I’ve just learned about a sneaky new source of Gluten… Vinegar.
Really?? Ahhh, man. All this time, my seemingly-innocent, crouton- and other-crunchy-things-free salads have been harboring yet one more harmful malefactor. Vinegar, in case you haven’t noticed, is a key ingredient in lots of other products… specifically condiments. Mayonnaise, barbecue sauces, and of course, most salad dressings. But I really love barbecue. And what about pickles? And salsa? Aaaaaghck!
So. After I got over the shock and disappointment at this news, I did a little poking around online. Here’s what I discovered:
Everyone seems to have an opinion on whether vinegar is safe for a GF diet.
Here’s a typical representation of the information and reactions I could find on several websites… accredited, personal, and otherwise. According to an article from a celiac website, the American Dietetic Association, the Gluten Intolerance Group, and the Celiac Disease Foundation all agree that, even if a certain kind of vinegar is made with a no-no grain, the distillation process removes the gluten-toxic proteins. Which means:
MALT Vinegar = Bad
DISTILLED Vinegar = Just fine, thanks
But in that same article, there were at least 5 comments from GF folks who say that most or all vinegars still cause discomfort and allergic reactions… and a healthy dose of suspicion.
“…vinegar of any variety (except apple cider vinegar) bothers me.”
“…Any distilled vinegar, except for balsamic (made from wine), wine or apple cider triggers an immediate response in my body. …Do the scientists that make these discoveries have access to people with celiac?”
“when I eat anything with distilled vinegar I react with sprue. Most alcohols that are distilled from the grains we can not eat are also a sprue effect. Hope this research was not funded by the groups that will profit from all the thousands that will start buying the products.”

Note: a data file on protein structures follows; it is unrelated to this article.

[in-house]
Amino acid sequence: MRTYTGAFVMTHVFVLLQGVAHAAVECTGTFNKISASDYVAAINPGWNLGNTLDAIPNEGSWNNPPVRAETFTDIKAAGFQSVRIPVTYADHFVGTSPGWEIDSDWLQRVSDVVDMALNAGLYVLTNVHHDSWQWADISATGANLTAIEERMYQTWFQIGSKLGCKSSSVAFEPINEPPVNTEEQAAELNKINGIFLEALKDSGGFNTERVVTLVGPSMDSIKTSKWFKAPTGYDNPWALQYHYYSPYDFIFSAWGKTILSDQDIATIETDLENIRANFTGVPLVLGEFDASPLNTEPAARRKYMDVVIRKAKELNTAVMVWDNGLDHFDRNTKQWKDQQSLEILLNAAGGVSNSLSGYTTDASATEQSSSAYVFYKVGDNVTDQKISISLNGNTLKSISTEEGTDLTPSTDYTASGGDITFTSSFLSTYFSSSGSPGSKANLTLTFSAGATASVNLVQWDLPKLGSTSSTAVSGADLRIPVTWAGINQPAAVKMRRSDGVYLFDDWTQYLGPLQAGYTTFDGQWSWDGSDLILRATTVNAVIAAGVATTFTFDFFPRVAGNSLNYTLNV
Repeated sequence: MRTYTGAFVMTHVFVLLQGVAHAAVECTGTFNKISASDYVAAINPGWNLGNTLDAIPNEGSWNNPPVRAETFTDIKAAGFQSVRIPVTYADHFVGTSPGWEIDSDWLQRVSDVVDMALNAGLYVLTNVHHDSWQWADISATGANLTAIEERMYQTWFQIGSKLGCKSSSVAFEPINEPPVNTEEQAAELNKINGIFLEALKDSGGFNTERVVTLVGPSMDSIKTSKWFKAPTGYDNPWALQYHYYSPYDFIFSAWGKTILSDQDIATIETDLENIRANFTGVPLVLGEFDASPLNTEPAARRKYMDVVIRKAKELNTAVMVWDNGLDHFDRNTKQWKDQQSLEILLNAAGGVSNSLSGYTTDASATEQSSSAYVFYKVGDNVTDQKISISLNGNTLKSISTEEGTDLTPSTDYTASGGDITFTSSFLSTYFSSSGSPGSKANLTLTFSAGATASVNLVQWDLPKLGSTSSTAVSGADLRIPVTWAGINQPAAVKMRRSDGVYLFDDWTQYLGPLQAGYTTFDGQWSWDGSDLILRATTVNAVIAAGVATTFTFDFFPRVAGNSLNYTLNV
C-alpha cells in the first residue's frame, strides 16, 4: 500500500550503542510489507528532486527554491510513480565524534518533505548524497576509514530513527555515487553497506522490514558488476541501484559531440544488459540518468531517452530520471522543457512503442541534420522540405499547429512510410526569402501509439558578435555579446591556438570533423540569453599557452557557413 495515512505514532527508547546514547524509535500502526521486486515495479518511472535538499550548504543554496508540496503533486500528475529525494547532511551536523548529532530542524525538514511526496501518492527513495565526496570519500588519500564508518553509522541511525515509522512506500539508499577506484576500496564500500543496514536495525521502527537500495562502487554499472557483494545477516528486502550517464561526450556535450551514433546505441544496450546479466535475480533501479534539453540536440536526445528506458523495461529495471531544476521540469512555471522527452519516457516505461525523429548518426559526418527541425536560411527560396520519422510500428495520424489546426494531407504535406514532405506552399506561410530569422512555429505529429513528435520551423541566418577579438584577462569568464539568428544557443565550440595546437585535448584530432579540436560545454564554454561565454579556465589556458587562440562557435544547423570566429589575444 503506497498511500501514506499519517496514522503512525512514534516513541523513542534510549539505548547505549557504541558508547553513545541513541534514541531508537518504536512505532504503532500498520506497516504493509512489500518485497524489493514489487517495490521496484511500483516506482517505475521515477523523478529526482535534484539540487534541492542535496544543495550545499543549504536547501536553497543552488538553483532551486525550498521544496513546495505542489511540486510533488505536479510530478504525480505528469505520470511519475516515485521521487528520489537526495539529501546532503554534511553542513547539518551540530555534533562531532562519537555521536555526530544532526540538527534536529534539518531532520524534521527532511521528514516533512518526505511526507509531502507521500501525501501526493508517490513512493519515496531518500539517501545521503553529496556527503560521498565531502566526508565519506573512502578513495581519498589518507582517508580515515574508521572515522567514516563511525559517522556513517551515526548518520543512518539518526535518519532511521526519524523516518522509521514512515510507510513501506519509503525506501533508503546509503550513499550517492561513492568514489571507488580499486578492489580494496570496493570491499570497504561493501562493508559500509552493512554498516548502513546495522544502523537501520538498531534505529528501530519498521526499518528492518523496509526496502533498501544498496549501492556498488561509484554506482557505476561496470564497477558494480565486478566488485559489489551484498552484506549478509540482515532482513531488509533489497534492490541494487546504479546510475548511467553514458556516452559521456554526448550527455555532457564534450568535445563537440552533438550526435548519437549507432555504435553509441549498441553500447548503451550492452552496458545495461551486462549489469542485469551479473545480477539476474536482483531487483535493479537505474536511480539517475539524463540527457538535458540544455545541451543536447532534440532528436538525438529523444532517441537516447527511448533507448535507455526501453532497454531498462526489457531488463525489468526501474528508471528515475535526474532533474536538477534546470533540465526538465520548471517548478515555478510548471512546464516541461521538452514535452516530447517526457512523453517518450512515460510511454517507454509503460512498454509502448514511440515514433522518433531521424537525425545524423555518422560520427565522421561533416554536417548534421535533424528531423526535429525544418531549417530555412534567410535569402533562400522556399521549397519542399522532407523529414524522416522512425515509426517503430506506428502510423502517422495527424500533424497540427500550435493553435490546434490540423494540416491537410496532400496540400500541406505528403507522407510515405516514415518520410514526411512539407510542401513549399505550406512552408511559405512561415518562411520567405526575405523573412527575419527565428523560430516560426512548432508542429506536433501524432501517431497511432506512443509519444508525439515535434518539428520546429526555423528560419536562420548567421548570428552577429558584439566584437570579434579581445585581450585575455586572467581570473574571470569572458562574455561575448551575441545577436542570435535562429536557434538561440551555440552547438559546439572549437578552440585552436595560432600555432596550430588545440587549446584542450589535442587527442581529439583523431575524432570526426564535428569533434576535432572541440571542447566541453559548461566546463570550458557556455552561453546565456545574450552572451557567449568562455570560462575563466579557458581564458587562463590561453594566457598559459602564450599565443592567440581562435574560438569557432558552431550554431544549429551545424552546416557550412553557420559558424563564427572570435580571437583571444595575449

“…please don’t try distilled vinegar or whiskeys if you have celiac!”
Adding to my confusion, there was also other feedback from people who I think are more like me… extremely sensitive but not nearly as allergic as others. Lots of these people said they have no problem with vinegar, as long as they avoid malt vinegar.
I did find an interesting (if you’re interested in vinegar, that is) list on the Food & Drug Administration website of Where Different Varieties of Vinegar Come From. Apparently, vinegar used in most US products is not typically derived from wheat.
In fact, the USDA says that if a product lists “vinegar” on the label, it’s apple cider vinegar (made from apples, as you may suspect). Which is a distilled vinegar, and not a malt vinegar. Which should be ok, according to some. But which many others still have issues with. Hm.
So where does this limited, but highly informative research blitz leave me?
I think pretty much agree with this blogger, a mom who is “Suddenly Gluten Free” after her son was diagnosed with autism and celiac:
It still puzzles me whether “vinegar” can contain gluten, and I still have some questions, such as: Why is vinegar so taboo if most of it appears to be gluten-free? I know to avoid “flavored” vinegars and malt vinegar, and I know that “vinegar” on the label is apple vinegar. I have bottles of apple cider, red wine and white distilled vinegar in my cupboard… and for now I will stick to gluten-free brands I trust, such as Heinz and Kraft (they don’t hide gluten in their products).
Important clarification: The Heinz website states that: “Heinz Distilled White Vinegar is sourced from corn, not from wheat, rye, barley, or oats. Wine Vinegar and Apple Cider Vinegar are sourced from grapes and apples, respectively, not grains. Therefore, they would all be appropriate for gluten-sensitive individuals. However, Heinz® Apple Cider FLAVORED Vinegar is NOT gluten free. ”
And definitely no more malt vinegar on my fish and chips, I guess. Which I shouldn’t be eating anyways. Blah.